The war on terror? Well, capturing Osama is no longer a priority, it seems. But trashing liberty at home is.
"It's really important at this stage . . . to be thinking about how to institutionalize courses of action that will enable future presidents to gain the information necessary to prevent attack," he said. This, presumably, would include the use of secret prisons, tough but legal interrogation techniques, a ban on lawsuits against interrogators, electronic eavesdropping, and monitoring of bank transfers, among other measures.Future presidents, I assume, include Democrat ones. Bush obviously thinks they would be happy to have his plethora of signing statements and Article II powergrabs as a precedent. I agree with him on that.
What else? Well Bush says the GOP will be running, in part, on econimi strength.
In the midterm election on November 7, Bush predicted Democrats won't win either the House or the Senate. "I believe these elections will come down to two things: one, firm belief that in order to win the war on terror there must be a comprehensive strategy that recognizes this war is being fought on more than one front, and, two, the economy." Bush said the price of gasoline, which has been falling rapidly, is one of the "interesting indicators" that the press should watch carefully. "Just giving you a heads up," he added.Then today, via Richard Gardner at Outside The Beltway, I read that oil industry insiders are predicting a massive tumble in the price of gasoline:
Should oil traders fear that this downward price spiral will get worse and run for the exits by selling off their futures contracts, Verleger said, it’s not unthinkable that oil prices could return to $15 or less a barrel, at least temporarily. That could mean gasoline prices as low as $1.15 per gallon. Other experts won’t guess at a floor price, but they agree that a race to the bottom could break out.Richard ends his post by saying:
"I’m waiting for the cries that this is all some Rovian/Bush conspiracy just before the elections."
Make of it what you will.
Update More from Anything They Say:
Previously, the relationship between Bush's approval rating and the price of gasoline has been noted. Many have speculated as to whether oil companies have been tweaking the price of oil just before the election thereby currying favour for the Bush and the GOP. This is not quite correct. While oil companies can dump oil futures, world market prices are really set on a much larger stage, like war in the Middle East. However, oil companies do have very tight control in the pricing of gasoline in the US, which is much more affecting of the average American consumer. They also know that, as good and loyal companions of the Republicans both in the White House and Congress, the price of gas is the ticket they know they really can punch to assuage American concerns about the "direction of the country." And Americans appear to be easily bought.And Ken has the graph to prove that gas pries and Bush's popularity go hand-in-hand.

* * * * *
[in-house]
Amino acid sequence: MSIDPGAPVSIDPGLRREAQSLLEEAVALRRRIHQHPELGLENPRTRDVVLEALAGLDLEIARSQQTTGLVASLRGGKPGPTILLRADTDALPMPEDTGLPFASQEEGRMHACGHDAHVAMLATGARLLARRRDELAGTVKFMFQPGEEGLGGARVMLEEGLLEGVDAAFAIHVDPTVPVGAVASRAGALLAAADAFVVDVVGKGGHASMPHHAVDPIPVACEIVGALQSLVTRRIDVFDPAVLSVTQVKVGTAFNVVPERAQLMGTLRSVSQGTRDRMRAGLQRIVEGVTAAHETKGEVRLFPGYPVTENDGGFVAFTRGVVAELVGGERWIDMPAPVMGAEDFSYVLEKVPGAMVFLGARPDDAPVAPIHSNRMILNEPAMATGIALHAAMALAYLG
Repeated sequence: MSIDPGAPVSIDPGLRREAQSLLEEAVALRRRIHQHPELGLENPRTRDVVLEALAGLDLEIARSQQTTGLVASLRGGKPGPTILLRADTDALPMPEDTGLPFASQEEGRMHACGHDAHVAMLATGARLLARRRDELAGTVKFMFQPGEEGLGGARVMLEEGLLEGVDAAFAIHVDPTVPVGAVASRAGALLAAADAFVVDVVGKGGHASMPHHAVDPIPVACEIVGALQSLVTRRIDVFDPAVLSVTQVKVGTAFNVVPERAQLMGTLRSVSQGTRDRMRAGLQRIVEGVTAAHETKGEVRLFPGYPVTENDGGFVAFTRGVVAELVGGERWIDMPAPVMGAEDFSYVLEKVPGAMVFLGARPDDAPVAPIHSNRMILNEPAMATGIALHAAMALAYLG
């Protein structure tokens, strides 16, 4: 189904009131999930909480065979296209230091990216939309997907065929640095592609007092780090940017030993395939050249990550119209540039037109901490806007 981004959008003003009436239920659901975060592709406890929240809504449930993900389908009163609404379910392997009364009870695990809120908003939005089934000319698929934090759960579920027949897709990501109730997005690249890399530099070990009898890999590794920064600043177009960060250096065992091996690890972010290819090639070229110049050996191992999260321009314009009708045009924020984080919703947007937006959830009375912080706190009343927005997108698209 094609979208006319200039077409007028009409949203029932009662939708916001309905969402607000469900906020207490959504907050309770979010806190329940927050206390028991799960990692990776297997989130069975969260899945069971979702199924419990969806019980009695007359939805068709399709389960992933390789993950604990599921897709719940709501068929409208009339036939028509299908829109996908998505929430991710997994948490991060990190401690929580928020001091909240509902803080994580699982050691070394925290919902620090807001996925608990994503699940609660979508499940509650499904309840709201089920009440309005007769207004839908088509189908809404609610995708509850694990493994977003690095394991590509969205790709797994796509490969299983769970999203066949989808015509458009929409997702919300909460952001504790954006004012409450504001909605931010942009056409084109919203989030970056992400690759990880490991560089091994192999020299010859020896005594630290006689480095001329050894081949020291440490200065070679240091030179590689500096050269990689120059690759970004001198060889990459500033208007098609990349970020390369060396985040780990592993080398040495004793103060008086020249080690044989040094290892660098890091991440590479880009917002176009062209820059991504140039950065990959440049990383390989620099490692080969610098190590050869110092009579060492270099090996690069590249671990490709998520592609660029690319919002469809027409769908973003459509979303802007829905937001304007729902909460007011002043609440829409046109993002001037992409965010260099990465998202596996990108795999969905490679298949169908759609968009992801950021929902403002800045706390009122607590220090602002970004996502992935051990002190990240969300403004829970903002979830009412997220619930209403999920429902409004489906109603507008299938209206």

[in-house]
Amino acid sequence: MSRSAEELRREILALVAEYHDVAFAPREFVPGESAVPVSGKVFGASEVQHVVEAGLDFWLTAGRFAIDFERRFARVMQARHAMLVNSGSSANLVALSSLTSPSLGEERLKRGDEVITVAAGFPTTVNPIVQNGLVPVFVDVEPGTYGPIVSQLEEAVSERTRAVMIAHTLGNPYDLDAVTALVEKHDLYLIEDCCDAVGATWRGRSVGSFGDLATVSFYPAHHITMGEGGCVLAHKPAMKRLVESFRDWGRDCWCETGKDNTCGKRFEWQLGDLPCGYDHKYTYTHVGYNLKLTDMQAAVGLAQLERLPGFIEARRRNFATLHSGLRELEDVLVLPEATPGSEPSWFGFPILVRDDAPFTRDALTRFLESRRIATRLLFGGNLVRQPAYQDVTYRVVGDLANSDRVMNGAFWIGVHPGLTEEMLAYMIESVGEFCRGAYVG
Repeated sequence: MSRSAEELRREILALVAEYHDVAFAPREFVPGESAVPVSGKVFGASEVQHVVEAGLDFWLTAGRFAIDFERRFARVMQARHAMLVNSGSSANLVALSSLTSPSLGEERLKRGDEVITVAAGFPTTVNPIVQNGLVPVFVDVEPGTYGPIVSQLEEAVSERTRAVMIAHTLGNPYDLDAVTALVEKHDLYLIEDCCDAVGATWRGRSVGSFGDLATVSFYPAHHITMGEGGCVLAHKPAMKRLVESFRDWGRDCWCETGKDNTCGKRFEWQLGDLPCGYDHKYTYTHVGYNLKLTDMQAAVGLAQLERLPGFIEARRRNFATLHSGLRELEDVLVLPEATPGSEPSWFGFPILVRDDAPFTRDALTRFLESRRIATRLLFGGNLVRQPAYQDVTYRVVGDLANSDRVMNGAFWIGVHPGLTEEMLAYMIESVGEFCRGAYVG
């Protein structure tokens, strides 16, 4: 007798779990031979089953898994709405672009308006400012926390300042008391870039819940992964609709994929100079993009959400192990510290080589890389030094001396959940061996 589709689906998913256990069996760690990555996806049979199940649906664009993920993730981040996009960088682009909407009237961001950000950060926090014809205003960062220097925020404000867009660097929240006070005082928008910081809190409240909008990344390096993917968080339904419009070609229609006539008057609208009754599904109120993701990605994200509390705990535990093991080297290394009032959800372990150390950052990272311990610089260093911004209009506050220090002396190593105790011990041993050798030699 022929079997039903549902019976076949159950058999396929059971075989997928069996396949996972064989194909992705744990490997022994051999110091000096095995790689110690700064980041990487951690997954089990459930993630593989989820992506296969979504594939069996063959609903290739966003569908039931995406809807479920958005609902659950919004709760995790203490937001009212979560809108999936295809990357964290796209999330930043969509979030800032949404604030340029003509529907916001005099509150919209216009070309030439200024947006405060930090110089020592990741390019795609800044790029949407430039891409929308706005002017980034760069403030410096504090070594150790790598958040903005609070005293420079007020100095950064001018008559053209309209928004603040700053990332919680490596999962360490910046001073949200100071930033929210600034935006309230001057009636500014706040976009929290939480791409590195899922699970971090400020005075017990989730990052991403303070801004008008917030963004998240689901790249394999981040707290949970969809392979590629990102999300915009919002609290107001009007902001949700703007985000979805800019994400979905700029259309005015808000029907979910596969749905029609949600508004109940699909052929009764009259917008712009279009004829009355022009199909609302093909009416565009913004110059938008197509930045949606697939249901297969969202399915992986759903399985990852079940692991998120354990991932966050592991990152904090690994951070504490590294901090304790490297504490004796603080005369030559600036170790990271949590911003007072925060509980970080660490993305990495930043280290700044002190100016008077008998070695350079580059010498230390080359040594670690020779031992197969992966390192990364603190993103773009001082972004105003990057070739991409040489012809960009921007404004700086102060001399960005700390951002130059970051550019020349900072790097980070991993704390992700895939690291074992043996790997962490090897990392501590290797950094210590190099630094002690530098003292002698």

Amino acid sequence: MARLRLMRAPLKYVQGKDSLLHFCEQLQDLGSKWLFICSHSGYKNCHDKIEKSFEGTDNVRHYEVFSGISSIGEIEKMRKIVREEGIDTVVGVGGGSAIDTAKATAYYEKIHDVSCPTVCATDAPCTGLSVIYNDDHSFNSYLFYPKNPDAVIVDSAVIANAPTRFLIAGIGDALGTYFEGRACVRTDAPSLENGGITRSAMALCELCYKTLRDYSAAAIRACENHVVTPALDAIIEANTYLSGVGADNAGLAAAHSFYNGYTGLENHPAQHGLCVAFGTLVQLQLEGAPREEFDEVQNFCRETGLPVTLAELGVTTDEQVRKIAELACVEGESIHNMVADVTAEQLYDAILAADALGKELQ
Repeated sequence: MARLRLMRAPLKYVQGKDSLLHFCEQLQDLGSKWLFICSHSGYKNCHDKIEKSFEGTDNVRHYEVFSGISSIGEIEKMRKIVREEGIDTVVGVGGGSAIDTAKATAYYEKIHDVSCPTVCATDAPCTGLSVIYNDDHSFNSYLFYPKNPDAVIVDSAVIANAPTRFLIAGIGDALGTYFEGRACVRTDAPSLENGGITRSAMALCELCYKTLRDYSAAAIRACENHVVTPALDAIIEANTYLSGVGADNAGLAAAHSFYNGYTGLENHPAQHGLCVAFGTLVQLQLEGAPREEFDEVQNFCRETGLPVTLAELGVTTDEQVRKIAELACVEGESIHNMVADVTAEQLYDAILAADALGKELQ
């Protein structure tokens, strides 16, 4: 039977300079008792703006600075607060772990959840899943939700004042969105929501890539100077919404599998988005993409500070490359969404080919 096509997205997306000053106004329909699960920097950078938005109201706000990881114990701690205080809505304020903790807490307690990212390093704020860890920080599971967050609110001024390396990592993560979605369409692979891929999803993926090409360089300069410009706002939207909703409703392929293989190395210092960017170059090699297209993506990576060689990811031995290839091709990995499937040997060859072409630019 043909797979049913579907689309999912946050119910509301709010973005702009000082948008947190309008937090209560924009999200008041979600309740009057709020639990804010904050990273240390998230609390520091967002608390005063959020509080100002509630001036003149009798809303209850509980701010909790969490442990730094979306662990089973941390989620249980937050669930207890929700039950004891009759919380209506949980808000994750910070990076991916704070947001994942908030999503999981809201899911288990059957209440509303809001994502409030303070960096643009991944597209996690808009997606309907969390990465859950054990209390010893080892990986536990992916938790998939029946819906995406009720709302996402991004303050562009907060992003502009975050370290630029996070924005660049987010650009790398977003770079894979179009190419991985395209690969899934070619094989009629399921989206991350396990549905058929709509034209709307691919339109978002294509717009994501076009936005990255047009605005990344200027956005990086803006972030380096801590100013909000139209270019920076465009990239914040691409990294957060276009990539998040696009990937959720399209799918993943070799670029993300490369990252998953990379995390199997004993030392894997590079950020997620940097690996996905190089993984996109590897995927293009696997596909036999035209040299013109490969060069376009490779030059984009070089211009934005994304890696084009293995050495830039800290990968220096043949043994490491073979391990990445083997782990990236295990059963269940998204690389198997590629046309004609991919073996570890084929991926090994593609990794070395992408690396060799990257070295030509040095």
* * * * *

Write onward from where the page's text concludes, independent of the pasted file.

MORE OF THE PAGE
...The price of domestic gas is only marginally related to the price of oil, with oil companies generally recognizing that the price of gas in the US simply could not track the price of oil on world markets. For example, while the price of a barrel of oil has more than tripled since 2002, the price of gasoline currently sits at less the double -- and dropping -- what it was in 2002 (after the wild spike that followed Katrina). Clearly there is mitigation of gas pricing by oil companies in the US. And they can do this because company profits are mostly realised by the price of oil on world markets, not the price of gasoline in the US, which is only one of many byproducts, albeit the biggest one. It costs no more now to get the oil out of the ground than it did mere months ago, but the market price of oil has soared and this is where the massive profits are realised.